DCSIMG

Jason Holt happy with start of Hearts career, but is adamant there is so much more to come

Jason Holt says he is looking to try and get an extended run in the Hearts team following a trio of first-team starts that he has thoroughly enjoyed.

Jason Holt says he is looking to try and get an extended run in the Hearts team following a trio of first-team starts that he has thoroughly enjoyed.

  • by BARRY ANDERSON
 

THERE is a reassuring 
calmness about Jason Holt 
as he prepares for the biggest few days of his fledgling 
football career.

The 19-year-old is composed and confident ahead of this evening’s face-off with SPL champions Celtic at Tynecastle. Then comes Sunday’s trip to Easter Road for a Scottish Cup tie with Hibs, which might just be a tad tasty.

Holt is thriving at the highest
level and relishing the opportunities granted him by John McGlynn, the Hearts 
manager. Yet, in his own words, he has done nothing yet.

Starting the past three games has given him confidence and belief after weeks of being overlooked, but, in sport, motivation 
comes from within. Holt has 
shedloads of it.

“I’ve not done anything yet. I’ve started three games – that’s nothing. It’s only three games,” he said. “I would like to think there’s a lot more to come. I’m looking to try and get a run in the team. I’m just looking to keep it going and stay involved now. I need to keep doing well to keep getting selected.

“This is definitely my biggest game so far. I’ve played against Inverness, St Mirren and 
Motherwell, but Celtic are the league champions and this will be my biggest yet.

“It could add some nerves, but you just need to treat it as another game. It’s a big occasion and Celtic are a big team, but if you ease yourself into the game, you should be OK.”

Holt’s ability to influence matches has gradually come to the fore this month. That brings its own pressures, which the young midfielder is dealing with in typically unflustered fashion. “Hearts is a big club, so, when you step into the first team, there is pressure on your shoulders,” he continued. “Football comes with attention, things like talking to the press – you just deal with it.

“You keep your feet on 
the ground and concentrate 
on just doing well. I’m just 
enjoying this at the moment, getting a run of games. If you know you have a chance of playing at the weekend then you’ve got a spring in your step. If you know you don’t really have a chance, you’re a bit more subdued.

“The manager has said I’ve been doing really well and he wants me to keep it up. He said I should be taking confidence from my performances, which I’m looking to do.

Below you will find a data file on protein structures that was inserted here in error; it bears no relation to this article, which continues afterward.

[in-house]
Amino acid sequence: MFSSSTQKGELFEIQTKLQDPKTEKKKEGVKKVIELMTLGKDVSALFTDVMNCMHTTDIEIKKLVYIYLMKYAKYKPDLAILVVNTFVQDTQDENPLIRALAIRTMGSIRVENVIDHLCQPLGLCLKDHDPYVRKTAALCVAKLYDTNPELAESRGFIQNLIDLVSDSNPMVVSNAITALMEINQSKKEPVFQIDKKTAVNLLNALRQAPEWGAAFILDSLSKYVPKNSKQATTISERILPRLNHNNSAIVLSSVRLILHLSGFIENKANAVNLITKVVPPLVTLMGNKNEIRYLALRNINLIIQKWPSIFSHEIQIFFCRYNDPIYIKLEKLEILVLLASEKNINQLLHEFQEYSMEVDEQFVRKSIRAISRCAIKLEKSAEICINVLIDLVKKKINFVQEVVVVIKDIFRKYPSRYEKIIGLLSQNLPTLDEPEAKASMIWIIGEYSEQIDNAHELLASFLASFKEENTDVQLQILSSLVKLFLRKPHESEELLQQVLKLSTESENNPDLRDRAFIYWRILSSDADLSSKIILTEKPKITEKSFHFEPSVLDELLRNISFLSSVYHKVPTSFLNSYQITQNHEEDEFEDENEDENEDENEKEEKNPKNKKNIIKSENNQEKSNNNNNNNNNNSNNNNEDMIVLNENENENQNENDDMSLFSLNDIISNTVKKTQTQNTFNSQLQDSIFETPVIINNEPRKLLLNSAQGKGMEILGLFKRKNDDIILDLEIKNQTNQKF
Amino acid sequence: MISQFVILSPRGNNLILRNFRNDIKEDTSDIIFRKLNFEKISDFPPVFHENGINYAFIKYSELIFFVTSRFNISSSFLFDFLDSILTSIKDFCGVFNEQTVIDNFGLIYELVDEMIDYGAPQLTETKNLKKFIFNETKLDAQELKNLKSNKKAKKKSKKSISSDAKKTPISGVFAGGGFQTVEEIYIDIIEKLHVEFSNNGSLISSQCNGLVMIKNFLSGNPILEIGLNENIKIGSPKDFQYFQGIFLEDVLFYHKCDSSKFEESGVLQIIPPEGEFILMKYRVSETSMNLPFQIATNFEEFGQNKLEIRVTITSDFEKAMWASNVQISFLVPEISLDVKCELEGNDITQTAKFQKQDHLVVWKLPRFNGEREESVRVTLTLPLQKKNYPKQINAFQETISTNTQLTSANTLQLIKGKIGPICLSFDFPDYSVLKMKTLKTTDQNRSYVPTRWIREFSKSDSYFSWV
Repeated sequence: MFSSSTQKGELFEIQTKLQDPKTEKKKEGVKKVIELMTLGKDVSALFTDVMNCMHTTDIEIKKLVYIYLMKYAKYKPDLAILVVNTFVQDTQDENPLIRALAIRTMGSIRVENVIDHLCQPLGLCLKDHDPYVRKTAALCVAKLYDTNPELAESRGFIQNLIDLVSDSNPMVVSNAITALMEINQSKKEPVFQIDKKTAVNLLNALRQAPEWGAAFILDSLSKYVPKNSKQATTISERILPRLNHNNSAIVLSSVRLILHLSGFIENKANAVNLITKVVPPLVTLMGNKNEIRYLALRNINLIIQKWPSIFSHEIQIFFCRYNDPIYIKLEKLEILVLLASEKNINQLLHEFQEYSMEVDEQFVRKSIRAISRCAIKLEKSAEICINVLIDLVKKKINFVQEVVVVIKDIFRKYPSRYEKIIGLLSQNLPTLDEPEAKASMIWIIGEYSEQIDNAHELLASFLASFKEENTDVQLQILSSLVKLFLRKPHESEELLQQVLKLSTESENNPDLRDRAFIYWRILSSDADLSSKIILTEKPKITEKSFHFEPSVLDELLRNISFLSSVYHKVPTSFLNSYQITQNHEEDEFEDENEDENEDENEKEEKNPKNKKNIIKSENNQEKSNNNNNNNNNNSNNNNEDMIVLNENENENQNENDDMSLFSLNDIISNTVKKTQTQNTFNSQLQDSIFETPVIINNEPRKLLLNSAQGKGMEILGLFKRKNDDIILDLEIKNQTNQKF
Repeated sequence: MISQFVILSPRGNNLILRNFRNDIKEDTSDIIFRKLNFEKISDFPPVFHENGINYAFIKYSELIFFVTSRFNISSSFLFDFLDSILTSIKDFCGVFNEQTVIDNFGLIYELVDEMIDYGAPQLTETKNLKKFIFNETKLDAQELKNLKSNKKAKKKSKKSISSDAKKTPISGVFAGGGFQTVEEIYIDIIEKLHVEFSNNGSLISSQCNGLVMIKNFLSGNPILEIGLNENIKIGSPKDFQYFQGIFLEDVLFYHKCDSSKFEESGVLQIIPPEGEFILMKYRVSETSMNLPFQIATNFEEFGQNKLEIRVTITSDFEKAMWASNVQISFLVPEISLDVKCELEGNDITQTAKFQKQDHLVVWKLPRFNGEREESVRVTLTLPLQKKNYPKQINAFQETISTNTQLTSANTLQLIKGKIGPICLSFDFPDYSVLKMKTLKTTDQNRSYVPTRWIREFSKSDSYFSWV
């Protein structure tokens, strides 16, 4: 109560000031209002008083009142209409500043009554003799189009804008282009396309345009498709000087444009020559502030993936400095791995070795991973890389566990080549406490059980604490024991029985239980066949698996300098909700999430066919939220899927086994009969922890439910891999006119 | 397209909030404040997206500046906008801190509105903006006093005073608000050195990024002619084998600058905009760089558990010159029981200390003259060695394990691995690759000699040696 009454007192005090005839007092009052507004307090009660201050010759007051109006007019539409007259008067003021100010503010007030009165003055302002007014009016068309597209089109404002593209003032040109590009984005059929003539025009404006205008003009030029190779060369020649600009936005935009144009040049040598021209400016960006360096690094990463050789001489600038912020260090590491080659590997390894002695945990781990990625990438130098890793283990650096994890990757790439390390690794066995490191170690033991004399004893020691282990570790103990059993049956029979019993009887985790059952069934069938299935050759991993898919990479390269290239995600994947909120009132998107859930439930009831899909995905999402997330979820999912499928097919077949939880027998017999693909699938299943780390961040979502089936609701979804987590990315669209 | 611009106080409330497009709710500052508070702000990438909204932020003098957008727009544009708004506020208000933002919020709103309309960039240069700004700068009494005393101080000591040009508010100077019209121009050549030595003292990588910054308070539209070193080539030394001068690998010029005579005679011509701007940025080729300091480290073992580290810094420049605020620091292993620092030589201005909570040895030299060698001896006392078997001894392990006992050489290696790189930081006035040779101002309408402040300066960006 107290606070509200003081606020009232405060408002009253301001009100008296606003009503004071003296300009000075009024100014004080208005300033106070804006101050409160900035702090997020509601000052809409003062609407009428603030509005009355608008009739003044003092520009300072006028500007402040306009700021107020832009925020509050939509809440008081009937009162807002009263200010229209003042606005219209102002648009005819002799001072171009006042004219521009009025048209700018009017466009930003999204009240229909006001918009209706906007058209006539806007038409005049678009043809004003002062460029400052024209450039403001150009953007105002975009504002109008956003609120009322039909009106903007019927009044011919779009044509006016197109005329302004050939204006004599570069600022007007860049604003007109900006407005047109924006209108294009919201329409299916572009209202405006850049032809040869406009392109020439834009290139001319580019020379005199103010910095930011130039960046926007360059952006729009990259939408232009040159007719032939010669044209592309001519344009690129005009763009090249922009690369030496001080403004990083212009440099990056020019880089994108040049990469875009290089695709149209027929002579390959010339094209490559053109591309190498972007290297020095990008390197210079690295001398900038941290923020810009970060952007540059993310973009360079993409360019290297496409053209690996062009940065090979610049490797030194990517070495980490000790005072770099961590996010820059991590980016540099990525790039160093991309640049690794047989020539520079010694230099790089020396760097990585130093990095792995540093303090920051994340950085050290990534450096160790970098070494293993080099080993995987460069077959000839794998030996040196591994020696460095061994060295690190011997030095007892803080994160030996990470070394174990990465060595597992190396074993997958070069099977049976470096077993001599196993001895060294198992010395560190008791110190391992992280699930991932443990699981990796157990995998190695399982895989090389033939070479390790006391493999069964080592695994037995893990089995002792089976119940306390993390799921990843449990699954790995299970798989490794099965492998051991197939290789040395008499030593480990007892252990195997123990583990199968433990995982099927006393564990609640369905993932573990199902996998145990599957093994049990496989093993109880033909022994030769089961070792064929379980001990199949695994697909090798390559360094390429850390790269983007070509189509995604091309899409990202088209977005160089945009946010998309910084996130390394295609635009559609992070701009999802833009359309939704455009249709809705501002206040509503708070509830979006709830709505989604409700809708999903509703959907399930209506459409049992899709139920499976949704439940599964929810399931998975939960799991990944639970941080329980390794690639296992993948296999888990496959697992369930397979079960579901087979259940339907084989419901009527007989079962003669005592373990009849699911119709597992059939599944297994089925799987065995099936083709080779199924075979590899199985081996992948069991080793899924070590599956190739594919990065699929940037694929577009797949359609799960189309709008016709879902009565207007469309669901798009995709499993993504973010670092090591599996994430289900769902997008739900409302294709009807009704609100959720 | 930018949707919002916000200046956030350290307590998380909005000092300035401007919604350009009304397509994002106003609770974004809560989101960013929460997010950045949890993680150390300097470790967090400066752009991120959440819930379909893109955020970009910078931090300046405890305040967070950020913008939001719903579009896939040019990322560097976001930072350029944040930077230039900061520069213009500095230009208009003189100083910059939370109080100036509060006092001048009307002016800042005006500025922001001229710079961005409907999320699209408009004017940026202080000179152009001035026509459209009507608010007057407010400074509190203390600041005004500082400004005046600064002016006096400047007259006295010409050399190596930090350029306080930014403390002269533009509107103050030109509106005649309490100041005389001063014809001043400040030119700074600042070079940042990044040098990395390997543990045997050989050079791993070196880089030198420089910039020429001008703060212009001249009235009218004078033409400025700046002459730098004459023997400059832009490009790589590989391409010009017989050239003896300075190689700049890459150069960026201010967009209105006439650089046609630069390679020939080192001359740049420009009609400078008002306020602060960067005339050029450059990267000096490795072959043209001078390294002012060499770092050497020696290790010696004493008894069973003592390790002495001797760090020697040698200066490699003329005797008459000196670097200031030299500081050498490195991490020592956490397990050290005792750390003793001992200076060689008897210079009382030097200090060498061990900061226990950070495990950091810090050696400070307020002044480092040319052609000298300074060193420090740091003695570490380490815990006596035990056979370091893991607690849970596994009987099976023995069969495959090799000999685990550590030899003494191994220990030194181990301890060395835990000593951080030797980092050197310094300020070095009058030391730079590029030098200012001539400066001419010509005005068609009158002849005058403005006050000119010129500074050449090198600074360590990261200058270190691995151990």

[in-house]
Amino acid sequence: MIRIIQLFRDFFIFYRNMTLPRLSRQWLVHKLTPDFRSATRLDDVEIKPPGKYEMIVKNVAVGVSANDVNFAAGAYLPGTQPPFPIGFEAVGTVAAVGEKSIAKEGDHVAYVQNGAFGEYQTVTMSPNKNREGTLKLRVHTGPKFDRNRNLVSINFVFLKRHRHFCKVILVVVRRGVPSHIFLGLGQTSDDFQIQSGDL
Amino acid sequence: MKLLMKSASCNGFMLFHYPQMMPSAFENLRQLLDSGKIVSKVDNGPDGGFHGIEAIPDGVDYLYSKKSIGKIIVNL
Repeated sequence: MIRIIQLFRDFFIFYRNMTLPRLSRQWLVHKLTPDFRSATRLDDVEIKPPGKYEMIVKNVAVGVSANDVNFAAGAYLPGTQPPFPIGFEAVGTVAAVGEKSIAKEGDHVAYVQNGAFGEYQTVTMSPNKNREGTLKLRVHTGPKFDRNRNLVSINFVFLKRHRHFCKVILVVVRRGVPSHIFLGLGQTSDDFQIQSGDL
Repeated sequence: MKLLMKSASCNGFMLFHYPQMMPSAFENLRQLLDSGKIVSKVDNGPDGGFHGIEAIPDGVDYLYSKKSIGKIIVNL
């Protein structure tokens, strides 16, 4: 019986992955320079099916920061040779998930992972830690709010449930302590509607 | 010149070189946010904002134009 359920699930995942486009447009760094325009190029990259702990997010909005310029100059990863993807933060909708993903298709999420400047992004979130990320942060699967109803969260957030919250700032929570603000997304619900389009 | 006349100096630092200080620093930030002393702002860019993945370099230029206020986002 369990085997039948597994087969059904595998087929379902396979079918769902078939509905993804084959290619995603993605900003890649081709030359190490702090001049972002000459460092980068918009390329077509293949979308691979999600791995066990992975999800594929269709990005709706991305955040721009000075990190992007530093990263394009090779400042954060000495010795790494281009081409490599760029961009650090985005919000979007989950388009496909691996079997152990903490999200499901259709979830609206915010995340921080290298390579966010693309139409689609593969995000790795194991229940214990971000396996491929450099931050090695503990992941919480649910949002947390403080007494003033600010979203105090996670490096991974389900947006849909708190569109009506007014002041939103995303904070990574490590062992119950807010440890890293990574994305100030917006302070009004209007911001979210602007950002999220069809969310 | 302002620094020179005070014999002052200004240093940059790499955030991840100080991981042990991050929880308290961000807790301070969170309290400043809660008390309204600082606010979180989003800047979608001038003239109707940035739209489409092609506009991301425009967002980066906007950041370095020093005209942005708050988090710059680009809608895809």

“Any player, especially a young player, if you’re playing with confidence then you’re going to perform a lot better. I want to carry confidence on from one game to the next.

“This is a massive week for the club. It started at Motherwell on Saturday, now it’s Celtic and then Hibs. I just want to keep doing well and to be involved against Hibs would be great.

“I don’t know if that will be the case yet. I treat every game the same. Whether we’re playing Hibs, St Mirren or 
whoever, I treat it the same way. 
Obviously these two games are really big for the club.”

Hearts must do without Danny Grainger tonight and for the foreseeable future after the full-back tore his anterior cruciate ligament at Motherwell on Saturday. He could be out for several months, although an exact recovery period will be determined by a specialist. His absence may offer an unexpected opportunity for Kevin McHattie, another former youth team colleague of Holt, to deputise.

“Already there are a lot of young boys in the team and around the squad,” said Holt. “I’d definitely expect more coming through. With January coming, nobody really knows what’s happening, so I would imagine a lot of younger boys will come in. That can only be good for the club.”

McGlynn said he already knows who will replace Grainger. “I’m really disappointed for Danny, but we’ll shuffle the pack about a wee bit.

“We know what we want to do, so we’ll get on with it,” explained the manager. “It’s a disruption we could do without, obviously. We have two options. We do what we did when Danny went off on Saturday [put Darren Barr to right back and Ryan McGowan to left-back], or we put Kevin in.”

Whatever decision McGlynn makes will be scrutinised heavily – something he is more than aware of. Modern technology allows round-the-clock debating on football and managers often bear the brunt of public frustration. A case in point occurred at Parkhead on Saturday when Celtic’s Neil Lennon 
became engaged in a heated 
exchange with a Hoops fan 
during the defeat by Inverness.

McGlynn avoids any outside influences. “I listen to Talksport because they never talk about Hearts,” he laughed. “I stay away from it. I am blinkered. I listen to my backroom staff, of course, but I don’t look at the Scottish television 
stations or anything else. I don’t want to get caught up in stuff but instead remain very open-minded.”

That said, he isn’t immune to reacting to criticism from the stands. “I remember when Raith Rovers had qualified for the play-offs, but still had one league game to go. We were playing Peterhead and I changed the team around a bit to keep some players fresh for the play-offs.

“This drunk guy came down to me at the end of the game and was giving me dog’s abuse. We got beat 4-1 or 5-1.

“Of course, that result was a bit of a blow, but we had qualified for the play-offs so it didn’t really make any difference.

“I ended up having a verbal confrontation with this guy because you can walk down the stand at Stark’s Park and come right up to the dug-outs.

“I invited him into my office at 9am on the Monday morning, but he never appeared.”

 

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